How good and pleasant it is when God’s people live in unity!
(Psalm 133:1, NIV)
On our summer holidays this year we visited the fabulous Isle of Lewis and Harris in the Outer Hebrides. In this beautiful place there is much evidence of Christian life, and many churches – the long-term result of the arrival of the gospel in much power in 1824 and its faithful preaching ever since.
But the churches are riven by denominationalism. Amongst the Presbyterians alone there are these associations of churches: Church of Scotland, Free Church of Scotland, Free Presbyterian Church, Associated Presbyterian Church and Free Church (Continuing). Each has its denominational website and presbyteries of elders. And that’s just the Presbyterians; there are also Baptists, Brethren, Salvation Army and Episcopalians.
The New Testament lays its biggest emphasis on the local church (the principal meaning of the Greek word ekklesia, which is normally translated church). There are relationships between churches: for instance, Paul instructs the Colossians to pass on his letter to them to the church at Laodicea, down the road. Such relationships are surely helpful. Denominations in the right sense can spring out of a godly desire to work together. But the local church is where the main action is.
We must note that in the New Testament, our unity is in the gospel, rather than defined by secondary issues such as the exact form of church government, baptism or even a big argument decades ago that has not been cleared up. Every time we create an association, we produce a group of outsiders as well as insiders. It is sad when the group of outsiders is defined by a secondary issue, rather than the gospel.
Of course without perfect understanding we will reach different conclusions about secondary issues. Moreover, division between Christians will sometimes be a sad fact of life, as it was when Paul and Barnabas parted company in Acts 15. Gospel preaching can happen out of envy and rivalry (Philippians 1:15-18), and this is not the disaster we might think it is, if competition leads to the gospel reaching more people. Moreover, sometimes splits really are necessary, if an association of churches wanders right away from the clear authority of the Lord Jesus Christ.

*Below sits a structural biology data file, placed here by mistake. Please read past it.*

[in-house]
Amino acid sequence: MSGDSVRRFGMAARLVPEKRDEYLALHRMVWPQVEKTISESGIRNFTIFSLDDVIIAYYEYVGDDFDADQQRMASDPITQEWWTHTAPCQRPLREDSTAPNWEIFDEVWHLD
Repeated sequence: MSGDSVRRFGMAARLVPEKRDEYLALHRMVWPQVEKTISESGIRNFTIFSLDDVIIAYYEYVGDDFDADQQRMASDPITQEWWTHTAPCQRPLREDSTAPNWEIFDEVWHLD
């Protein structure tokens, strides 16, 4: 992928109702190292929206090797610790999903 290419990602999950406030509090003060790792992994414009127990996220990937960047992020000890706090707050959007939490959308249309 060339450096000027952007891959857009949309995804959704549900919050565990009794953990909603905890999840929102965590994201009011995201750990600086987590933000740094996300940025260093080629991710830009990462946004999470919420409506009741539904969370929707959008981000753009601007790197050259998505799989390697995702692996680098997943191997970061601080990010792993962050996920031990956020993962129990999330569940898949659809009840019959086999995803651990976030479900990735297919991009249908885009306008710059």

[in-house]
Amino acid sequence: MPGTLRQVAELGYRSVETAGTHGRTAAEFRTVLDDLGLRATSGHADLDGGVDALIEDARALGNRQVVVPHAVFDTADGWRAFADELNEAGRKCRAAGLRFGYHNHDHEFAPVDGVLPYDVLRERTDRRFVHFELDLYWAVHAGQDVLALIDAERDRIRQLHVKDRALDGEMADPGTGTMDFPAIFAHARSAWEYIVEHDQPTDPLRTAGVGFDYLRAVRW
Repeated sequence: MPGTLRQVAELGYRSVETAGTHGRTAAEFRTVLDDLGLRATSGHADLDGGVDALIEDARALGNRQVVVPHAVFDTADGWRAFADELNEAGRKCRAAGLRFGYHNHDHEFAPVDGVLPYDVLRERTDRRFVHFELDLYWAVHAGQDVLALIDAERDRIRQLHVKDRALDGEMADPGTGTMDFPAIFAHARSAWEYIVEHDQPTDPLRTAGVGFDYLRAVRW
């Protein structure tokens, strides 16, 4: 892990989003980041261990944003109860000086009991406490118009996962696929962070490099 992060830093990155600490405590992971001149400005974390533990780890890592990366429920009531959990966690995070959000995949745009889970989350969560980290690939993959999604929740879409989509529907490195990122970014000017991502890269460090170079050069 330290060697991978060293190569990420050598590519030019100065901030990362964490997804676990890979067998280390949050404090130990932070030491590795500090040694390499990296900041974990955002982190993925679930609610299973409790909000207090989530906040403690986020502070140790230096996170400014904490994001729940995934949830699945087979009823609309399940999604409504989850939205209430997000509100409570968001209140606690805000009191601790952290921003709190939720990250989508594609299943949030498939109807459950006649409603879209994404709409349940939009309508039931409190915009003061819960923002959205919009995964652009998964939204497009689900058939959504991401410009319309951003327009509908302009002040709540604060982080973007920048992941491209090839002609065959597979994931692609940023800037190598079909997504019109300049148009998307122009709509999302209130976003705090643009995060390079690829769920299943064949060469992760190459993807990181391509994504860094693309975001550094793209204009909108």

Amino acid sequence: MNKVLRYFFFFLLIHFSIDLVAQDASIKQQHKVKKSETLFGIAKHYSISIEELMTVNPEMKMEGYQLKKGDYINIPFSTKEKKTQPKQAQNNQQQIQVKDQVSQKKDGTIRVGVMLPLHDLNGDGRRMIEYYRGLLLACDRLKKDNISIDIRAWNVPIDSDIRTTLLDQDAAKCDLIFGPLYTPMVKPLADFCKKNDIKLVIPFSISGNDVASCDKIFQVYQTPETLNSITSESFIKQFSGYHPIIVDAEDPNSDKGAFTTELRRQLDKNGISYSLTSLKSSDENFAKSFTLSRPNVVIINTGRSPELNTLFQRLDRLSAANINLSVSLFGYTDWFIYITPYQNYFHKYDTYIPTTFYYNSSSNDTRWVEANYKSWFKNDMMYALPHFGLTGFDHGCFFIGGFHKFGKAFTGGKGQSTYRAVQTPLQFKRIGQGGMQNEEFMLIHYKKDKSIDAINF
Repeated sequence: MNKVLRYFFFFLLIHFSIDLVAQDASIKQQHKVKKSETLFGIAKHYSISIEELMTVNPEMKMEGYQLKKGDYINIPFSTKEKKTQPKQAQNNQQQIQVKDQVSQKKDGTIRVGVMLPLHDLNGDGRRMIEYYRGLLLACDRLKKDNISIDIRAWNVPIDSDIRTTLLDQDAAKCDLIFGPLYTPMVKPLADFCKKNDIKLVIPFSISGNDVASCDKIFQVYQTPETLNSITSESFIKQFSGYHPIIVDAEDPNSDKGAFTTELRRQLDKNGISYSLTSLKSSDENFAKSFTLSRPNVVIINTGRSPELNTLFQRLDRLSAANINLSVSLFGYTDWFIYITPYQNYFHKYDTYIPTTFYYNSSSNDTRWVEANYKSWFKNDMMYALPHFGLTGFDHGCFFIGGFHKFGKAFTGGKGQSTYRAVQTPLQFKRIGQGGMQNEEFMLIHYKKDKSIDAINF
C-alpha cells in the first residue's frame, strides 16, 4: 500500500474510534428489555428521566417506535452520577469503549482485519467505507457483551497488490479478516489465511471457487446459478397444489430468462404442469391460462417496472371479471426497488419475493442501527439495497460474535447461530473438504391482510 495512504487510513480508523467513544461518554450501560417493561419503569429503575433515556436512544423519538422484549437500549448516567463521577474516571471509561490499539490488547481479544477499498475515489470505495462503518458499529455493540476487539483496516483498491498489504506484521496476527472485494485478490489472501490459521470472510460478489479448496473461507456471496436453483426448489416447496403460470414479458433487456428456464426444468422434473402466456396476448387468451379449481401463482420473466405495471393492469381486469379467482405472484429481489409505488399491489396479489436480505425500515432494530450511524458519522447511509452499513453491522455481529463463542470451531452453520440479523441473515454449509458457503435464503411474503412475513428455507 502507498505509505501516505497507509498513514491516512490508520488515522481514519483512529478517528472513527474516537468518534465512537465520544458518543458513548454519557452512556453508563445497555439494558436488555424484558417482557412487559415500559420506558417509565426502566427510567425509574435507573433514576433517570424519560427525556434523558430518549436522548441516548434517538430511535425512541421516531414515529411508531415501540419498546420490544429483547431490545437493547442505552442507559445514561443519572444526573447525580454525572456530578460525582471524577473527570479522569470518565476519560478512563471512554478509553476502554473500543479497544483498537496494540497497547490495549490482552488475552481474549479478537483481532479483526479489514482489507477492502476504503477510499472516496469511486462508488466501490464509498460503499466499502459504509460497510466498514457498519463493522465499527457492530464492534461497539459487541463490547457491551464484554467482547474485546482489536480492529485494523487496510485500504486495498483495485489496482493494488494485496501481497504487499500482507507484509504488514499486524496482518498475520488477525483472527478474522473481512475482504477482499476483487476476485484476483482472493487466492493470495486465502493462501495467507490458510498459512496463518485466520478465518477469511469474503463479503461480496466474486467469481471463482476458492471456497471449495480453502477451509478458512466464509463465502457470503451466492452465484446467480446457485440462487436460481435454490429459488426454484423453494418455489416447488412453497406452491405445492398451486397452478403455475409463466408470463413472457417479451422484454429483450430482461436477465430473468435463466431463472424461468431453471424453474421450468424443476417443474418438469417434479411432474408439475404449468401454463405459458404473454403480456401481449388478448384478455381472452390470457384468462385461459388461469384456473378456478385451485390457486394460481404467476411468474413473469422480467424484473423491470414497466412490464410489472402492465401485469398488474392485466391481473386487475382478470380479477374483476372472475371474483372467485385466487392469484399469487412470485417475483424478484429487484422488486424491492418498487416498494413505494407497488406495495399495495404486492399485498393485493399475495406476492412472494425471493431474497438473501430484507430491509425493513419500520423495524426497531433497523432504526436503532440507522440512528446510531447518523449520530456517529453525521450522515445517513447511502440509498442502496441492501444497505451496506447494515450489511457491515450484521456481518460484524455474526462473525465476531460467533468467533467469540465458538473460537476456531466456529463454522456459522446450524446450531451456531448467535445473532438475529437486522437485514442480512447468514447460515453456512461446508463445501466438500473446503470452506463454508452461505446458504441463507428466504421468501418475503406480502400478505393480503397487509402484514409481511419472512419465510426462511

But the Psalm above should caution us about the kind of division on secondary issues that a strong denominationalism can imply. The Lord’s blessing comes when brothers and sisters dwell together in unity!
How, then, in the real world of denominations can we live as local churches seeking to express our unity as in the Psalm above? A good practical answer is to work hard on building friendships with churches which may not be exactly the same as ours but who share the same understanding of the essential Christian message. In East Anglia (as in many parts of the UK) we have a ‘gospel partnership’ which includes Baptists, Anglicans, Presbyterians and others. We have a shared doctrinal basis of classic Christian belief (for unity must be in the truth). It is the gospel which defines us, not secondary matters.
From this has come the excellent TEAM course in Cambridge. We also seek to co-ordinate and support each other’s church plants, and try to co-ordinate our efforts so as not to plant in the same place for purely denominational reasons – for our aim is the spread of the gospel.
This Monday the ReNew conference meets, in Leeds, for Anglicans concerned for the gospel in the Church of England. The conference is vitally important. Please pray for it: we long to secure and multiply healthy churches in the UK.
But as we do so, we’ll be wise to remember that we are Anglican Evangelicals, not Evangelical Anglicans – the less important adjective (‘Anglican’) qualifying the more important noun (‘Evangelical’). Our overall aim is not to promote Anglicanism, but the gospel our nation so urgently needs.